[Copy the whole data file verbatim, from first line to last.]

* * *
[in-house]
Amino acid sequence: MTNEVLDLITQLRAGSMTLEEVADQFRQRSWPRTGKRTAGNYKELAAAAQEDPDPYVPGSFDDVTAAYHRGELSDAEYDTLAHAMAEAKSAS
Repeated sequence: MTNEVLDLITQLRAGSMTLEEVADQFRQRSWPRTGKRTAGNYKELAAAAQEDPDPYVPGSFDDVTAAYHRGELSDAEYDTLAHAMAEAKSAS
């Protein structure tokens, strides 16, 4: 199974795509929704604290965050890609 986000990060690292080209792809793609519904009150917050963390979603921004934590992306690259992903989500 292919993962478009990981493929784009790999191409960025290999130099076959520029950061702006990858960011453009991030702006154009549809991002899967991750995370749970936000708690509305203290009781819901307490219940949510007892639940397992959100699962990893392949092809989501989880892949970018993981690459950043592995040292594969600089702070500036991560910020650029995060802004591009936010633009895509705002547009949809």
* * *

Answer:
[in-house]
Amino acid sequence: MTNEVLDLITQLRAGSMTLEEVADQFRQRSWPRTGKRTAGNYKELAAAAQEDPDPYVPGSFDDVTAAYHRGELSDAEYDTLAHAMAEAKSAS
Repeated sequence: MTNEVLDLITQLRAGSMTLEEVADQFRQRSWPRTGKRTAGNYKELAAAAQEDPDPYVPGSFDDVTAAYHRGELSDAEYDTLAHAMAEAKSAS
């Protein structure tokens, strides 16, 4: 199974795509929704604290965050890609 986000990060690292080209792809793609519904009150917050963390979603921004934590992306690259992903989500 292919993962478009990981493929784009790999191409960025290999130099076959520029950061702006990858960011453009991030702006154009549809991002899967991750995370749970936000708690509305203290009781819901307490219940949510007892639940397992959100699962990893392949092809989501989880892949970018993981690459950043592995040292594969600089702070500036991560910020650029995060802004591009936010633009895509705002547009949809």